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“Amui ‘I Mu‘a – Ancient Futures” linking traditional and contemporary Tongan art

Reviewed by John Daly-Peoples

Amui ‘I Mu‘a – Ancient Futures

Dagmar Vaikalafi Dyck and Sopolemalama Filipe Tohi

Wallace Arts Centre, Pah Homestead,

12 March – 2 May 2021

Reviewed by John Daly-Peoples

As part of the  ‘Amui ‘I Mu‘a – Ancient Futures exhibition at the Wallace arts Centre there is a video of the  funeral of  King Taufa’ahan Tupou IV in 2006 which encapsulates much of contradictions, connections and complexities of Tongan society. European ideas, Christianity and traditional island practices, ceremonies and symbols merge creating rich cultural forms. The exhibition features these same connections between  tradition and contemporary. There are some large traditional tapa works as well as other Tongan artefacts from various  museums including works from Auckland War Memorial Museum and Canterbury Museum.


Ngatu Tāhina: Figures and tree
Tonga
barkcloth and natural inks
Reverend MA Rugby-Pratt Collection Canterbury Museum. E156.241

These feature the growing assimilation of idea as can be seen in one of the early twentieth century tapa works such as Ngatu Tāhina: Figures and Trees  and “Ngatu Tapa’ingatu: Gramophones and clocks “  showing images of gramophones and clocks.

These earlier works are displayed  along with the  contemporary responses in the form of paintings, digital prints, and sculptural works by Dagmar Vaikalafi Dyck, Sopolemalama Filipe Tohi  who have worked in collaboration with  with art historian and anthropologist Billie Lythberg, historian anthropologist Phyllis Herda and linguist Melenaite Taumoefolau from the University of Auckland as well as art historian Hilary L. Scothorn and other international colleagues.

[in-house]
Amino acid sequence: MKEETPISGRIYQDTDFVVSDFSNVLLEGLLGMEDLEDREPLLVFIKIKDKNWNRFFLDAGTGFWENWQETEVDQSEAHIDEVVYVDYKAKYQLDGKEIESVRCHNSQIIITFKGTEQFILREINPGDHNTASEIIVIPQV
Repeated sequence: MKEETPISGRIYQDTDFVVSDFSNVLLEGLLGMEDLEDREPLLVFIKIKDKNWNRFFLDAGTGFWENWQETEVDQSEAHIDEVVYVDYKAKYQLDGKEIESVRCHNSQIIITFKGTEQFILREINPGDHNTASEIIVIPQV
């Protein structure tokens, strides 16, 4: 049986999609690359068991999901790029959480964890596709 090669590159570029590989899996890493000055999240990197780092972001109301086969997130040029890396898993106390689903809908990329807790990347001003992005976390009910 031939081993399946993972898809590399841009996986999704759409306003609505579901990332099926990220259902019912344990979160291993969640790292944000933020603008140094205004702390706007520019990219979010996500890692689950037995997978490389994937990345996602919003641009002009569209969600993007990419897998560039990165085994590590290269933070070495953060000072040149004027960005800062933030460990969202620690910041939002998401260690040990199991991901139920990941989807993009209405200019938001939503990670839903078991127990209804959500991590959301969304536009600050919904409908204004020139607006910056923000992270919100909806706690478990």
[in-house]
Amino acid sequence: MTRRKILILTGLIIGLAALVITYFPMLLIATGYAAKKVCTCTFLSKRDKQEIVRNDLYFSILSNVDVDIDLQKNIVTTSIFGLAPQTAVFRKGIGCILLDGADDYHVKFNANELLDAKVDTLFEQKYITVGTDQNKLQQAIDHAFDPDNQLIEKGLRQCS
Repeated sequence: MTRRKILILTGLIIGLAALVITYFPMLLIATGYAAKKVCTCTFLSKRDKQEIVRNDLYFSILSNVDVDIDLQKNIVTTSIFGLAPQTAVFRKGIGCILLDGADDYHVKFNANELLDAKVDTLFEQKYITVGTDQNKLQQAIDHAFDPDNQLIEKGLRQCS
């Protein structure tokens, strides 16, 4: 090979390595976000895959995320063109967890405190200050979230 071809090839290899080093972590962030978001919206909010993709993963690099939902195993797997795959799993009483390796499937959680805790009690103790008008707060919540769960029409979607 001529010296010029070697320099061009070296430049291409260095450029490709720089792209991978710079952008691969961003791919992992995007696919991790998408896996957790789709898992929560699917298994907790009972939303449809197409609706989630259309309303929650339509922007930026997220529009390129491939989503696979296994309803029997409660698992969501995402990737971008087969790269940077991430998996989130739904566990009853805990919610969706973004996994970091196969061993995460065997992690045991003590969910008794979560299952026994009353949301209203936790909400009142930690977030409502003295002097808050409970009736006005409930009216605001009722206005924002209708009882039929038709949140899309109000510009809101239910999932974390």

Dyck is a Tongan-German multimedia artist. Born and raised in Auckland, where she practices and teaches art maintaining strong connection with Tonga. Sopolemalama Filipe Tohi was born in Ngele‘ia on Tongatapu, Tonga and emigrated to Aotearoa New Zealand in 1978.

Both artists have long drawn on aspects of  Tongan tradition such as lalava lashing patterns, kali headrests, ngatu barkcloth motifs and kiekie waist adornments.

Tohi has had a life long interest in lalava patterns as well as the finely incised carving of late-18th-century Tongan clubs to uncover what he refers to as a ‘fibre system’ of knowledge, with rules, orders and schema.

The lalava  patterns can be seen in some of the museum exhibits such as the woven  basket on display as well Tohi’s “Haukulasi”, his contemporary version of the designs. 

He has also turned the lalava designs into three dimensional  versions where the sculptural form could be seen as being an ancient  example of carving or a contemporary experimental design.  

The designs  of paddle clubs are evident in his abstract work “Pulefefine” with its dramatic colours owing as much to the European and American  geometric art.